Value of Unique Device Identification in the Digital Health Infrastructure

Journal JAMA
Authors Wilson, Natalia A.; Drozda, Joseph Jr.
Year Published 2013
Link to Publication

IN RECENT YEARS, HIGH-PROFILE CASES OF MEDICAL device failure resulting in patient harm—such as implantable cardioverter-defibrillator leads and metal-on metal hip implants—have received substantial attention both in the medical literature and popular press. These examples illustrate the need for a more effective system of monitoring device performance and protecting patient safety. The first action in the Food and Drug Administration’s (FDA’s) report on strengthening postmarket device surveillance, “establish a Unique Device Identification (UDI) System and promote its incorporation into electronic health information,” was addressed with publication of the UDI Proposed Rule.

This viewpoint article by Natalia Wilson and Joseph Drozda, published prior to publication of the Final Rule, highlights the role of UDI in supporting an effective medical device monitoring system and enhanced patient safety. The authors lay out the expected benefits of a UDI system to strengthen post market surveillance of medical devices, ensure ability to track a device across health care settings, support safe and accurate device use, standardize device documentation in health information technology (HIT) systems, enhance recall management, and support health care cost savings.

Postmarket surveillance for medical devices: America’s new strategy

Journal BMJ
Authors Normand, Sharon-Lise T.; Hatfield, Laura; Drozda, Joseph; Resnic, Fred
Year Published 2012
Link to Publication

Abstract

The FDA’s plan is a big ask but will be well worth the effort

In September 2012, the US Food and Drug Administration (FDA) released its vision for a postmarket surveillance system for medical devices, describing four key strategies to protect public health. But why this initiative now? Firstly, several concerns about the safety of specific devices, such as the Medtronic Fidelis defibrillator lead and the DePuy ASR hip implant, have garnered substantial press coverage. Secondly, the Institute of Medicine recently called for a substantial overhaul of processes for the approval and postmarket safety surveillance of medical devices. Thirdly, the FDA has undertaken several premarket initiatives to improve the efficiency of the regulatory review for innovative devices. With the number and complexity of medical devices growing rapidly, it is timely to complement the new premarket initiatives with a strong postmarket surveillance program.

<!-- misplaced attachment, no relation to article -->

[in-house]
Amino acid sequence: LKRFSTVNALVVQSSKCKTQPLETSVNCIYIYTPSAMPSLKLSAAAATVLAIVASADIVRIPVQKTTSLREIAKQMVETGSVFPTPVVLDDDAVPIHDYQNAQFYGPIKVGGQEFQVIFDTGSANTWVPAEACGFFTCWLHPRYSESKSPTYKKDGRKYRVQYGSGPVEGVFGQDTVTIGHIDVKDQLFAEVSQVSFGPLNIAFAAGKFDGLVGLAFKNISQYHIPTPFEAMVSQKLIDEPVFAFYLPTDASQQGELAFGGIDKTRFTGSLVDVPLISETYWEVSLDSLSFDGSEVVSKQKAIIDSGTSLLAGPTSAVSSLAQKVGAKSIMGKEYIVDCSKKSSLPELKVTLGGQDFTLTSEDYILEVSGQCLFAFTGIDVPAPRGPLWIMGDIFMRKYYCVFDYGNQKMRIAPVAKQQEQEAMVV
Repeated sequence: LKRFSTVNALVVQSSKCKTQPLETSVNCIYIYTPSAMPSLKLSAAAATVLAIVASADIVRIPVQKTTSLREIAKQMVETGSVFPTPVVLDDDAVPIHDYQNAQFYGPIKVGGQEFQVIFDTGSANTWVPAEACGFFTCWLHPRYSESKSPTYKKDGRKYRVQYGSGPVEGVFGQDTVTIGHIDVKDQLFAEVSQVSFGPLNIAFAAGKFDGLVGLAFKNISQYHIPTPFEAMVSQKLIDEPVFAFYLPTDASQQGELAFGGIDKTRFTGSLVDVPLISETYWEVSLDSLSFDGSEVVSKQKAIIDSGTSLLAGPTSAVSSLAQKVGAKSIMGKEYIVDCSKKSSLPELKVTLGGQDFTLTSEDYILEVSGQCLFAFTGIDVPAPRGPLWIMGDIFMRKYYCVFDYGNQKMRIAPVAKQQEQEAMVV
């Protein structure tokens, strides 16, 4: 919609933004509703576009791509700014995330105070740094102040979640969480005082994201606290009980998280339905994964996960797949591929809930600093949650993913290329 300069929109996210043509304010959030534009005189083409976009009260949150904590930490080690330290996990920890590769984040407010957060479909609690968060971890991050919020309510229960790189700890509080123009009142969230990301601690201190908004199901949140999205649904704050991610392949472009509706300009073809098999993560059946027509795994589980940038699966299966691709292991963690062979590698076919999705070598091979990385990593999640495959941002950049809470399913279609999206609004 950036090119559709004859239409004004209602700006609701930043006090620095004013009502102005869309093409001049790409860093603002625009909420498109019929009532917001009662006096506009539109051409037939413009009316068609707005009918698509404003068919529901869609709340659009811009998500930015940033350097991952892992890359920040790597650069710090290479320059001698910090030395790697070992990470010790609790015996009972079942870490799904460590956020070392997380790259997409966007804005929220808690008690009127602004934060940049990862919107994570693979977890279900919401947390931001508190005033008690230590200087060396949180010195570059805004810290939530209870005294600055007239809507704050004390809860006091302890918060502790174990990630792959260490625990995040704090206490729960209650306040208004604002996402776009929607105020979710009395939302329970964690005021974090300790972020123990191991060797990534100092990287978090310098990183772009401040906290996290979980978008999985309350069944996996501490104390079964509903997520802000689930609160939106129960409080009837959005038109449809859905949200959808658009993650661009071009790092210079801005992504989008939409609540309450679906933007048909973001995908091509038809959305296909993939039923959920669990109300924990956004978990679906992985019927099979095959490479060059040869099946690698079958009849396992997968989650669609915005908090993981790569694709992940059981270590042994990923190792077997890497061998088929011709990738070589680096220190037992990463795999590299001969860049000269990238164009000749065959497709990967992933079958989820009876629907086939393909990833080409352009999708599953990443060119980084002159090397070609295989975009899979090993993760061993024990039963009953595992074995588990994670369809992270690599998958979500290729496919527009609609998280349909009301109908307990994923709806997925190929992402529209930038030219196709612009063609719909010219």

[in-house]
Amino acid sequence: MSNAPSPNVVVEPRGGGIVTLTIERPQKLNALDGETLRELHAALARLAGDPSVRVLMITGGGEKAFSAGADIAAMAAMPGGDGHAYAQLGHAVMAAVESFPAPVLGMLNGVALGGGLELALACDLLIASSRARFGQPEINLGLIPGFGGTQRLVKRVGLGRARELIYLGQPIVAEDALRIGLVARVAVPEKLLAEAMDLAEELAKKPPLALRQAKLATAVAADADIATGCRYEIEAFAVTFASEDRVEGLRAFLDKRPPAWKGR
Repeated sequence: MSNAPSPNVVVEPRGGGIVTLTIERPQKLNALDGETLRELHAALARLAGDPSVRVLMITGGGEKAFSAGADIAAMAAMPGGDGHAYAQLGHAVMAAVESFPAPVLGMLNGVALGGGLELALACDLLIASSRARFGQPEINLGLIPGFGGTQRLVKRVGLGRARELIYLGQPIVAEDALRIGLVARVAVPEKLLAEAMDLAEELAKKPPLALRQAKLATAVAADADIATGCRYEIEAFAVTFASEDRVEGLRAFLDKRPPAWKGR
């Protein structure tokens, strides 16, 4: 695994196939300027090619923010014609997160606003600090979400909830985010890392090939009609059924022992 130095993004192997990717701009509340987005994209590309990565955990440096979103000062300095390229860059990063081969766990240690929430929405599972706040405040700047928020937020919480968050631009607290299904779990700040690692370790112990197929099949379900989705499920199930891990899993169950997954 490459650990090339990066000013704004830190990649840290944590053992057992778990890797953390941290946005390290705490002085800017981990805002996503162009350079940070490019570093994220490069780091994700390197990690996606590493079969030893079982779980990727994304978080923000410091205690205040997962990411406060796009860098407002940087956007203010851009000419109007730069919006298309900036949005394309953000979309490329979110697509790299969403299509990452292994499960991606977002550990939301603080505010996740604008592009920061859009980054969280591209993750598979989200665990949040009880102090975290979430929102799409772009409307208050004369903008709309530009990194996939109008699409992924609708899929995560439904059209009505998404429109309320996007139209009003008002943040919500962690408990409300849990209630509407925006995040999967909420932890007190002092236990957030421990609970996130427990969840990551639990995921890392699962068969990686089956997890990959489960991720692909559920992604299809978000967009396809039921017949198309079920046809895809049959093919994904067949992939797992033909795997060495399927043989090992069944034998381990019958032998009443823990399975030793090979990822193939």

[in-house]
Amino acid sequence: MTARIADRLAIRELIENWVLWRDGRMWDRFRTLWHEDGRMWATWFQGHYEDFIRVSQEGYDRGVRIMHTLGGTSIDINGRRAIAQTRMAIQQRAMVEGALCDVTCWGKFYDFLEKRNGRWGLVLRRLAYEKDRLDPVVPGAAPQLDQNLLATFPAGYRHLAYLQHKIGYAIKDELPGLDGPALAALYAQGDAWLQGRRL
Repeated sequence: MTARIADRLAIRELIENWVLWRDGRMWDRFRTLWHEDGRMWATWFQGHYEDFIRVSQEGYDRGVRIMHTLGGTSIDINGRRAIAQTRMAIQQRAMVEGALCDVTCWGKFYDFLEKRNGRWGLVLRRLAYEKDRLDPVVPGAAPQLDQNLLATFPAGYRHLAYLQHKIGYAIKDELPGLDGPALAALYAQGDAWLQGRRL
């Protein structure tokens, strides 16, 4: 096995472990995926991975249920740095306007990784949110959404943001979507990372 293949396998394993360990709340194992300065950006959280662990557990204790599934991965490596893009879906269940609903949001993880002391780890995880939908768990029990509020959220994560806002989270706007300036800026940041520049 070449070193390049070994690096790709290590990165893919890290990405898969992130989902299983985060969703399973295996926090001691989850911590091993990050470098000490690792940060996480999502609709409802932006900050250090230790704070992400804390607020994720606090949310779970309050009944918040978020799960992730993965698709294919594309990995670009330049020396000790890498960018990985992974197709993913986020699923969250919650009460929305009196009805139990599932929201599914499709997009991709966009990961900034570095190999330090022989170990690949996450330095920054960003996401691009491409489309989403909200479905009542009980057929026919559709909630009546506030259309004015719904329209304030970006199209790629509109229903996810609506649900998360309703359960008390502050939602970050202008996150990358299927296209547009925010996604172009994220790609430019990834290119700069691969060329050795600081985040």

Regulation of the entry into use of medical devices in the United States was introduced after that for drugs table, and it quickly became apparent that the public health assessment of devices would need to be different from that of drugs. Unlike drugs, medical devices are assembled from many components, may affect patients long after the initial exposure, and have rapid product development cycles, which lead to frequent incremental improvements. Medical devices also pose unique challenges to studying …